There has been some debate amongst lawyers as to whether the seriousness and significance of a breach of a Court order should be based entirely upon the impact the breach has on proceedings. Mr Justice Mann, in his judgment handed down in the matter of Gerald Byrne v. Robert Mullan [2017] EWHC 1387 (Ch) provides confirmation that the Court should not be concerned with the impact on proceedings alone.

By way of background, the Claimant had sought permission to adduce further witness evidence in an application dated 4 weeks after the deadline for exchange of statements and only 3 weeks before the trial. It was not possible to hear the application until the day before the trial. His Honour Judge Madge dismissed the Claimant’s application, noting with reference to the “Denton Test” that the breach had been serious, there was no good reason for it, and it was not appropriate in all the circumstances of the case to grant relief, for reasons including that it would cause the trial to exceed its allotted 3 days of court time and so would have to be vacated.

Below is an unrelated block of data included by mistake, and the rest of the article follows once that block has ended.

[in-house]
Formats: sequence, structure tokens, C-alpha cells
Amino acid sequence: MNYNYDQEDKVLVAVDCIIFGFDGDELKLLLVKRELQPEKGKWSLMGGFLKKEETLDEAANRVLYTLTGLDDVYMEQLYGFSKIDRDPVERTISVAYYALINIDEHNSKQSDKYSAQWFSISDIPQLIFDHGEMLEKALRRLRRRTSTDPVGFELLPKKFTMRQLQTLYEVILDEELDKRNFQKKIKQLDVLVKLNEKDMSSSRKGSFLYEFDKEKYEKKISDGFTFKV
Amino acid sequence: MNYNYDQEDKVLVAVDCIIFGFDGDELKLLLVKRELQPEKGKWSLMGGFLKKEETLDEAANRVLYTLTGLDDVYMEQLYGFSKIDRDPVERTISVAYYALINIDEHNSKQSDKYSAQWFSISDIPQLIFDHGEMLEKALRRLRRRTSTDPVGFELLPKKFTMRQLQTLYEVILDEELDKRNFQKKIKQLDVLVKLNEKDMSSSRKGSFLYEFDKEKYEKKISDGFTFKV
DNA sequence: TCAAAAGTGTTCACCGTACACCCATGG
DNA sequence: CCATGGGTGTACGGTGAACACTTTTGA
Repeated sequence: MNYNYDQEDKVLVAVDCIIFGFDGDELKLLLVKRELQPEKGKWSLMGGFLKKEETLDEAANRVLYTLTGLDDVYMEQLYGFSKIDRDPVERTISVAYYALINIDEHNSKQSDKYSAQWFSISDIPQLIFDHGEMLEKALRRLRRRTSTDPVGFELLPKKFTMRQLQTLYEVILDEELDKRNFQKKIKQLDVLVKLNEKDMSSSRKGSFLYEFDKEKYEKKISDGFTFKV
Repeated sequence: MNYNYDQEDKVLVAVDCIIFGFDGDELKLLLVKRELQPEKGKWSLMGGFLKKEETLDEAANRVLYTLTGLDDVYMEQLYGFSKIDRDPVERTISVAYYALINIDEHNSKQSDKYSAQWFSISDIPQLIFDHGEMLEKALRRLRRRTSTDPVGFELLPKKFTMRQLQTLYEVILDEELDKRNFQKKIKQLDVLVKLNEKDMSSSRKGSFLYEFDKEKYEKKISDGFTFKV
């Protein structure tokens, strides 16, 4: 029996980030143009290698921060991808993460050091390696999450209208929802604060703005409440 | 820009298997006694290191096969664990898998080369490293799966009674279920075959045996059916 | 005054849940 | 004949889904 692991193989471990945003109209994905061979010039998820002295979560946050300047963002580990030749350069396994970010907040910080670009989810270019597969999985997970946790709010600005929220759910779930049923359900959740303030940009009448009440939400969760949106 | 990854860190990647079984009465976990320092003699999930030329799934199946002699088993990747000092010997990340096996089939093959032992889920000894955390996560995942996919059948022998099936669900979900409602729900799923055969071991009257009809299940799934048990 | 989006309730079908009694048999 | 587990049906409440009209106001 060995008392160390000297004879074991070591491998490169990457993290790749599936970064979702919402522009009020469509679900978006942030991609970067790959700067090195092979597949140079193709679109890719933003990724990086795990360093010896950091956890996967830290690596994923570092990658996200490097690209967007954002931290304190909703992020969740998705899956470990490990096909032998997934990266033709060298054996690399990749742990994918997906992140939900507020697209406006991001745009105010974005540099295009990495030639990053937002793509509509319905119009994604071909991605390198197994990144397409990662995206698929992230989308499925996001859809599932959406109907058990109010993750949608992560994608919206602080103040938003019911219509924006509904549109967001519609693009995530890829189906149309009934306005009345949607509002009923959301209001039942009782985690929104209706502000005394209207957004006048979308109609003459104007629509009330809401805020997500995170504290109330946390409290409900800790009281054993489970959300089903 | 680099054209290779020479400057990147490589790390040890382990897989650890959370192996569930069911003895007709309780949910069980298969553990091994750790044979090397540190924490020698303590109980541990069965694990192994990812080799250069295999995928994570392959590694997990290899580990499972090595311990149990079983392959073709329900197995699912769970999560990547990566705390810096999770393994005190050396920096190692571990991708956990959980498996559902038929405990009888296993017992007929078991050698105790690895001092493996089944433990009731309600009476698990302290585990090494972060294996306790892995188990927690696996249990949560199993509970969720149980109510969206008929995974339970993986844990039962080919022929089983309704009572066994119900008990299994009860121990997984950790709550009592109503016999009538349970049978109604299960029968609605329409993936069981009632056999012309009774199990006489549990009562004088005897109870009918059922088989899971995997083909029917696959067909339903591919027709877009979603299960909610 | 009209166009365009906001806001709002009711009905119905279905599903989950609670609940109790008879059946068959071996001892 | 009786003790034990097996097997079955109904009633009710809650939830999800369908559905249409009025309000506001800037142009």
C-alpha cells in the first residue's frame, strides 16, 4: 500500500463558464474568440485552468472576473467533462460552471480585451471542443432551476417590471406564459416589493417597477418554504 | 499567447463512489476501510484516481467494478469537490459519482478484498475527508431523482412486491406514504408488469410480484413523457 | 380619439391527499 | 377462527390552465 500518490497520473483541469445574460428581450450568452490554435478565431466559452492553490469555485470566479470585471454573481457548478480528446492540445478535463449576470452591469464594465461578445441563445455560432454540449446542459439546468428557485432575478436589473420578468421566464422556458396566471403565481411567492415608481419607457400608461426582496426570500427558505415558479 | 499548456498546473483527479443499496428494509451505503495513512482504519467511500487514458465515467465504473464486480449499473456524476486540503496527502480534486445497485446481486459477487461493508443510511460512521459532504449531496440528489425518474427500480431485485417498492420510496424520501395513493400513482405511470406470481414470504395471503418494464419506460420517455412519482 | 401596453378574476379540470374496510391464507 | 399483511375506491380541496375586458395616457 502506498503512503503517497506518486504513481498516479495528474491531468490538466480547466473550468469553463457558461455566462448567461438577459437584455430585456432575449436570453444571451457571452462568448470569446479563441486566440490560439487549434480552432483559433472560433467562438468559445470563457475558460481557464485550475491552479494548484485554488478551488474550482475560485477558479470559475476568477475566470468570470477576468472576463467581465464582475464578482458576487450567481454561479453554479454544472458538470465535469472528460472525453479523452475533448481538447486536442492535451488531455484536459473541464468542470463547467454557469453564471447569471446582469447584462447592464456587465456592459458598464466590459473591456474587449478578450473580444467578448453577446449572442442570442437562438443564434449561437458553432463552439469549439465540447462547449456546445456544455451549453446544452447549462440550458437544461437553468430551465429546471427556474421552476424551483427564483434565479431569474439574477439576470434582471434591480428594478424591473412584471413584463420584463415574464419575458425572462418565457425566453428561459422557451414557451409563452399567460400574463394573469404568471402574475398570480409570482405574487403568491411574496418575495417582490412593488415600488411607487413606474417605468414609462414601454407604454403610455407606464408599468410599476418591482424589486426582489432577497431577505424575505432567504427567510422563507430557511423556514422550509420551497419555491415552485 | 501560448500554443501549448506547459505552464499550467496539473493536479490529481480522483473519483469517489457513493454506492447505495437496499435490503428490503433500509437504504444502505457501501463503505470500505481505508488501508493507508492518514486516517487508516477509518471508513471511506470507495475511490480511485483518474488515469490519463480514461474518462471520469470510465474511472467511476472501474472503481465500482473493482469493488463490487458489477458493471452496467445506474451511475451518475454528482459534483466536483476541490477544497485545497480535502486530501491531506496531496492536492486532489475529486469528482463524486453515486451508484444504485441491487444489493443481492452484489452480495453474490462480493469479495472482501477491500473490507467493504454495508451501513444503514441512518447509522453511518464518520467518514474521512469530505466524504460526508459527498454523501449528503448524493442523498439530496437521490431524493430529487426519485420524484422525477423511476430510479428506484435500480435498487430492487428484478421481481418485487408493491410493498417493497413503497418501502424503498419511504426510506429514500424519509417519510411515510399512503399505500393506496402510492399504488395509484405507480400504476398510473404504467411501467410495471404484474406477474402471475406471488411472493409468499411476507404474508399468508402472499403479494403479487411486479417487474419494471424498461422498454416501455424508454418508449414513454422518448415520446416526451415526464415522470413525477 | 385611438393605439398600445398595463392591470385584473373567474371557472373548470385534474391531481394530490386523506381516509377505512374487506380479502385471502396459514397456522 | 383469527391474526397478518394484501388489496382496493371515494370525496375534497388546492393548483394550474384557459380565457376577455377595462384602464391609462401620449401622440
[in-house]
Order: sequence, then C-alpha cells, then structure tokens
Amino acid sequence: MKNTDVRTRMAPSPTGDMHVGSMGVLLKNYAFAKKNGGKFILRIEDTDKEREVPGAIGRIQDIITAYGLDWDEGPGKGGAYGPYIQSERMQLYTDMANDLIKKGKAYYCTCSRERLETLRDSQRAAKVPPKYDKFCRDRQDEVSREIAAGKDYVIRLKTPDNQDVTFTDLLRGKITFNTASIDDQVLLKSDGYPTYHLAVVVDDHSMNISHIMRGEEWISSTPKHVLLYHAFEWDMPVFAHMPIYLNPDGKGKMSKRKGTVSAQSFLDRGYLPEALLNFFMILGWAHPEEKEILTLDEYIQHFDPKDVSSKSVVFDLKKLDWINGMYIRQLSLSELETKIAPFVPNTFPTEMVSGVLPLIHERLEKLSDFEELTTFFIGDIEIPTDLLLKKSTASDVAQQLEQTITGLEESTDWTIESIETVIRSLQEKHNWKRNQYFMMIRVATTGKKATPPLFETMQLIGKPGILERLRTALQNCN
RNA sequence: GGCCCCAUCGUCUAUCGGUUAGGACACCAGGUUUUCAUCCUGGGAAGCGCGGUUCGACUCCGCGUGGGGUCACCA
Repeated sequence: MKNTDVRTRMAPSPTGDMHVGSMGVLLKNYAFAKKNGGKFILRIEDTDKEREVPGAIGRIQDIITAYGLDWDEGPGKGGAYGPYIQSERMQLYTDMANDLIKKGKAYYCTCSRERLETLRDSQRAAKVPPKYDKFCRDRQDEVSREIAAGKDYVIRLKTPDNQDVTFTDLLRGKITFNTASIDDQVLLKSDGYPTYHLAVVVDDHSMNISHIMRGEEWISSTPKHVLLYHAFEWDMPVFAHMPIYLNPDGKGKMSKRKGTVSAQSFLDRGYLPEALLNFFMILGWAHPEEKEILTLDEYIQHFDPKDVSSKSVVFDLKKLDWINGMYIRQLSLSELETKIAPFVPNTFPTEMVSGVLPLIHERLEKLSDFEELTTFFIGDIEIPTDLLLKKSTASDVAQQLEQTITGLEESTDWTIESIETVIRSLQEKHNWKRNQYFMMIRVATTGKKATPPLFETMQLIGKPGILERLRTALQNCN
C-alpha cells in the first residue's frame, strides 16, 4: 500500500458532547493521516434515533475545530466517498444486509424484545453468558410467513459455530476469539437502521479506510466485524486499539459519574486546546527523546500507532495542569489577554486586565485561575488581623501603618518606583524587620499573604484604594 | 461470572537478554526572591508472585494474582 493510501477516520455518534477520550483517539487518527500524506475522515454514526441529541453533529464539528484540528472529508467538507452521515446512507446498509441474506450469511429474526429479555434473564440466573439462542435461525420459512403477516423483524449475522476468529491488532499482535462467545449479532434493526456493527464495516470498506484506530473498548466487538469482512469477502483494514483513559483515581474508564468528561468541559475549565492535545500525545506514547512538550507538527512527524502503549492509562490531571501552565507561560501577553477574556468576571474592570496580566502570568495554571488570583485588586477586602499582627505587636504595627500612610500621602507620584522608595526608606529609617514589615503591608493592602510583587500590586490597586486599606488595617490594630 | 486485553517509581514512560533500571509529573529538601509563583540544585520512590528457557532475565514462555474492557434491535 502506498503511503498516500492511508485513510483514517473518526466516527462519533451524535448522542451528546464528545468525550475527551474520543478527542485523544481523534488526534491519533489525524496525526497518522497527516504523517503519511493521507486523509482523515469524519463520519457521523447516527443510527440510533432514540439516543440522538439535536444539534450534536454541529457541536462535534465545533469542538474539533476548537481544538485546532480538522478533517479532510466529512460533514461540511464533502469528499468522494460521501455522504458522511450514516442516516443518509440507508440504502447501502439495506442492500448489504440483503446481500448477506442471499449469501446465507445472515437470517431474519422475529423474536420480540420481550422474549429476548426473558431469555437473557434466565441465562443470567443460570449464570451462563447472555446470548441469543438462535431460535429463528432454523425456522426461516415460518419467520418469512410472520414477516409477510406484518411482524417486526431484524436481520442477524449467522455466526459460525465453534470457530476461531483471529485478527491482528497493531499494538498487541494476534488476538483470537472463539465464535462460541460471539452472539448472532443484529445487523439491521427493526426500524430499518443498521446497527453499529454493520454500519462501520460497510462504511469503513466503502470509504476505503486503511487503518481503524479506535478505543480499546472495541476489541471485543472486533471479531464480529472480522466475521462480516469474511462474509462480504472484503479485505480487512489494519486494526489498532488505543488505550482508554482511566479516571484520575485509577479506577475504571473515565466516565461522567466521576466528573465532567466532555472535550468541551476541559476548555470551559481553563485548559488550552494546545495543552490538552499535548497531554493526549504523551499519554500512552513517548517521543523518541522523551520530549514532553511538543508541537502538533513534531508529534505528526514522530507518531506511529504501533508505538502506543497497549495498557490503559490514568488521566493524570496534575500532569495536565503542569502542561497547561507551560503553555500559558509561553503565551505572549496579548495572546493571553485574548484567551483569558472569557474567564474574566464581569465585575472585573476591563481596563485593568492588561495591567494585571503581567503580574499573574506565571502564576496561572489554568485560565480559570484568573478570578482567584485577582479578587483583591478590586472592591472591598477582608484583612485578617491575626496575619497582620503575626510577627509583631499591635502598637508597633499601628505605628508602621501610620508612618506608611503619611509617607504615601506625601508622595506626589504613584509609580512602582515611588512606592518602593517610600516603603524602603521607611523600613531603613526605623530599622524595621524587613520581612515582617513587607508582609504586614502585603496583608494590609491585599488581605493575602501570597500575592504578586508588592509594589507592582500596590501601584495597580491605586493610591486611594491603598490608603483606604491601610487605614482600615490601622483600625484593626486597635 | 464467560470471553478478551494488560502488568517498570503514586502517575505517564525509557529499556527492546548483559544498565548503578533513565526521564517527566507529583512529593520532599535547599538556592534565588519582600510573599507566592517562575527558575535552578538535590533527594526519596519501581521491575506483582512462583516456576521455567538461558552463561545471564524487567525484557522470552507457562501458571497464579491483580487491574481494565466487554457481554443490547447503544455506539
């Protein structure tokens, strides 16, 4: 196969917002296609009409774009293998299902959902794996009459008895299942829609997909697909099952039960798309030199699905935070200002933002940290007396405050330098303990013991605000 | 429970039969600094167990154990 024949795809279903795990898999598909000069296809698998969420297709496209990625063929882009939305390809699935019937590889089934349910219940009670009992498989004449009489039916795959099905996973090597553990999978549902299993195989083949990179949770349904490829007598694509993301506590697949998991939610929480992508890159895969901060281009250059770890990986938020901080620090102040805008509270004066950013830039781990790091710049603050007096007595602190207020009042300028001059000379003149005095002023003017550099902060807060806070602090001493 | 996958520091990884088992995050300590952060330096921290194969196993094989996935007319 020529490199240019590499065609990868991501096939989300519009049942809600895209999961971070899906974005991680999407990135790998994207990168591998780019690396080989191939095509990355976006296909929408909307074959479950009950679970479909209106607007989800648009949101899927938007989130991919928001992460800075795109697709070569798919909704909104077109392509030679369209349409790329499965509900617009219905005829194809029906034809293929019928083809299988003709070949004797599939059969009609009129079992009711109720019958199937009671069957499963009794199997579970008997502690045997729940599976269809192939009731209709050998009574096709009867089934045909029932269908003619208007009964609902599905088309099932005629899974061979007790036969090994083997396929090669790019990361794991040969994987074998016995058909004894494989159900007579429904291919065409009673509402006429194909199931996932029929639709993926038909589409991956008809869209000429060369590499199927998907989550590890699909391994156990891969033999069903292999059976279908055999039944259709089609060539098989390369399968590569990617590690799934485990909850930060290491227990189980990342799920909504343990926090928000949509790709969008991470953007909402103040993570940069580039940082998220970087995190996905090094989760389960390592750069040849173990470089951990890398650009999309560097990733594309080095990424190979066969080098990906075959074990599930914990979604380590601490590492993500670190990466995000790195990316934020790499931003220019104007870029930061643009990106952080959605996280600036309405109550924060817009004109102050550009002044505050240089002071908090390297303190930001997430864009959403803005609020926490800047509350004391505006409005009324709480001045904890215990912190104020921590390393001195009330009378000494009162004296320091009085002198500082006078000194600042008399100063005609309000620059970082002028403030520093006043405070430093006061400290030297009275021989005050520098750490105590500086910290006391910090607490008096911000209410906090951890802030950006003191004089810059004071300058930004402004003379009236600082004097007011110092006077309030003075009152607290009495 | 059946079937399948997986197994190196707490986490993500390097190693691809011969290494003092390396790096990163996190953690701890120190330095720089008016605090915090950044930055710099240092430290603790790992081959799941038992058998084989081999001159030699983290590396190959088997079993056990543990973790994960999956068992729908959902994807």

The Claimant appealed, arguing that had the additional witness evidence been filed on time then the trial window would still have been too short and it would still have been necessary to vacate the 3 day trial window and so:

i) HHJ Madge was wrong to conclude the breach was serious when the breach itself did not occasion the delay; and

ii) When applying the 3rd stage of the “Denton Test”, HHJ Madge was wrong to place weight on the loss of the trial date.

Mann J described the Claimant’s arguments as “interesting” but was not persuaded by them. He held that HHJ Madge was perfectly entitled to hold that the application had been made “late and seriously late” and noted that to make an application which could only be heard on the day before the trial was, on any footing, “very late and very serious”.

In relation to the Claimant’s arguments regarding the 3rd stage of the “Denton Test”, Mann J commented that “it is one thing to decide to vacate a trial date 2 months in advance; it is another to vacate it on the date before it starts”, having regard to the additional anxiety caused to parties and wasted brief fees that would be a likely consequence of a last minute adjournment.

Pete Blackmore

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Pete Blackmore

Head of Advocacy

Solicitor